The side effects associated with the HIV drug Abacavir have once again come into question as researchers announce contradictory findings.
In January this year it was announced Abacavir, a widely used nucleoside reverse transcriptase inhibitor, potentially increased a patient’s risk of heart disease by 90 percent.
These findings have come under scrutiny once more, after it was announced at the Mexico AIDS conference that any such increased risks mainly pertained to people with an already heightened risk of heart disease.
Dr Lens Lundgren of the University of Copenhagen announced to the audience in Mexico that, while the overall risk of heart disease was quadrupled, it only tended to occur in individuals with five or more prior heart disease risk factors.
This adverse event appears to be clinically relevant to consider only in patients with elevated cardiovascular risk, Lundgren said.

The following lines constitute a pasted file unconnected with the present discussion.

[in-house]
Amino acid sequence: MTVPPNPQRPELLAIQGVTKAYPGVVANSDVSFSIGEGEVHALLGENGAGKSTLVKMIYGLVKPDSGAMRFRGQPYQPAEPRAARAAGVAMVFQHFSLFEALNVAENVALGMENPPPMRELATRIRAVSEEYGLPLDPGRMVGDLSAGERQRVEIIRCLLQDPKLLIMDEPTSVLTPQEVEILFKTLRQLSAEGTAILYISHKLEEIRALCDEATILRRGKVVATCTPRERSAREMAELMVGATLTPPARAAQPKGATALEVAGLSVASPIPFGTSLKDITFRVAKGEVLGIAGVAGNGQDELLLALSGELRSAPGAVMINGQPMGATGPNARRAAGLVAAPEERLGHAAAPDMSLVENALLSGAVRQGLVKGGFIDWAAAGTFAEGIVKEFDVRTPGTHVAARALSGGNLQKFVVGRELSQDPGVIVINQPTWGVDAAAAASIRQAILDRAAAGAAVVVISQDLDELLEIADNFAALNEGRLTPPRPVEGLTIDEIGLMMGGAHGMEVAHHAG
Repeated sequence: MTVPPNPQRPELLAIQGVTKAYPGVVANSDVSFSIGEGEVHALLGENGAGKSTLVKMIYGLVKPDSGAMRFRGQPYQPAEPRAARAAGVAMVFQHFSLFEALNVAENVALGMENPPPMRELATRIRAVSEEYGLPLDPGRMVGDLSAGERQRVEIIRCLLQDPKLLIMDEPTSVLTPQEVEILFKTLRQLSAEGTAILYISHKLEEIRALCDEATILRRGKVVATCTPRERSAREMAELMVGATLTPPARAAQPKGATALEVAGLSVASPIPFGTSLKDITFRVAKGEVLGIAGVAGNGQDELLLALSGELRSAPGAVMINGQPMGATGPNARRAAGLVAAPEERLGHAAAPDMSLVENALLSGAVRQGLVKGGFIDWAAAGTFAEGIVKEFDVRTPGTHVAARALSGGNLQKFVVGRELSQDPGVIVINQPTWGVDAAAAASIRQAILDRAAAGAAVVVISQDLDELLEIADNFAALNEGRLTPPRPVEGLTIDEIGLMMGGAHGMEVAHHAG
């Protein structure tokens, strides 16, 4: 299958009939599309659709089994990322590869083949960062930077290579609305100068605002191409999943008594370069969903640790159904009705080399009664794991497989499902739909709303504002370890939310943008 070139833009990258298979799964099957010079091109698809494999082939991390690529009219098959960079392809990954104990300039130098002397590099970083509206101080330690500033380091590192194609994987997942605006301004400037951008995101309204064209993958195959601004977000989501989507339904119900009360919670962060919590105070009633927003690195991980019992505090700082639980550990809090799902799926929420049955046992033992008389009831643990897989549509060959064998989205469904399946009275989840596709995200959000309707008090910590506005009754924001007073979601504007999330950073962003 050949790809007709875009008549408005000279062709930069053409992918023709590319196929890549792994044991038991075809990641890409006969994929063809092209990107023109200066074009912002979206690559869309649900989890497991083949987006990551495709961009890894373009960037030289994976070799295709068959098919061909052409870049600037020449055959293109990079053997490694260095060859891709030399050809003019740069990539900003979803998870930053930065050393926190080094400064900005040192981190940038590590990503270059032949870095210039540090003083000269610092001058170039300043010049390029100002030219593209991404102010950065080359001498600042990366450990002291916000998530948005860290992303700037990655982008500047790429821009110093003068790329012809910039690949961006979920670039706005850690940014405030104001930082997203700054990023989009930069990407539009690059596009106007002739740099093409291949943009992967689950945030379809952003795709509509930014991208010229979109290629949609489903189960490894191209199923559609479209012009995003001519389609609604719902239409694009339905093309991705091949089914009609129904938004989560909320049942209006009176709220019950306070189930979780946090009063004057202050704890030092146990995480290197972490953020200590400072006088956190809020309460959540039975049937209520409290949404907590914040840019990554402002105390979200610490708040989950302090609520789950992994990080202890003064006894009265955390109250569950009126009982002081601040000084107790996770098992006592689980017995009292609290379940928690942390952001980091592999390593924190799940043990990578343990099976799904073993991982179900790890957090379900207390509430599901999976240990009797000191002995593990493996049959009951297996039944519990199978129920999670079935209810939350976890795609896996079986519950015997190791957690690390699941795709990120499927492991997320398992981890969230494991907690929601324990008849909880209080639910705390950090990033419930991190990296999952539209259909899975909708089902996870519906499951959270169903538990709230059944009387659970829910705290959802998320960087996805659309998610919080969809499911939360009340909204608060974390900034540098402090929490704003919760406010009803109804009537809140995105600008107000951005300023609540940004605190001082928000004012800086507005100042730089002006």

A further study produced by Glaxo Kline Smith (GSK), the company which manufactures Abacavir, went on to state there was in fact no increased risk of heart disease, based on their pooled analysis of 54 clinical trials.
Glaxo Kline Smith’s ART medical adviser Selwyn Fung said that, based on their findings, patients were at no risk, but he still encouraged them to seek guidance from their doctors.
The results of studies indicating increased risks of heart disease have been unexpected because GSK has always looked into our database and never revealed any increased risks, Fung said.
Obviously we take any potential safety issues very seriously and we’re working with various groups to understand what this means. At this stage though our position is that the data is inconclusive.
This sentiment was echoed by the treatments spokesperson for NAPWA Bill Whittaker, who warned that patients should stay on the drug.
The Abacavir findings are of concern but they are also not clear-cut and further follow-up trials will be needed, he said.
At this stage it seems that the increased cardiovascular risk associated with Abacavir is linked to how many other cardiovascular risk factors you have, so NAPWA recommends that HIV-positive people taking Abacavir keep taking the drug, but take the opportunity to talk to their doctor about the study findings, their heart disease risk factors and whether they should continue on Abacavir.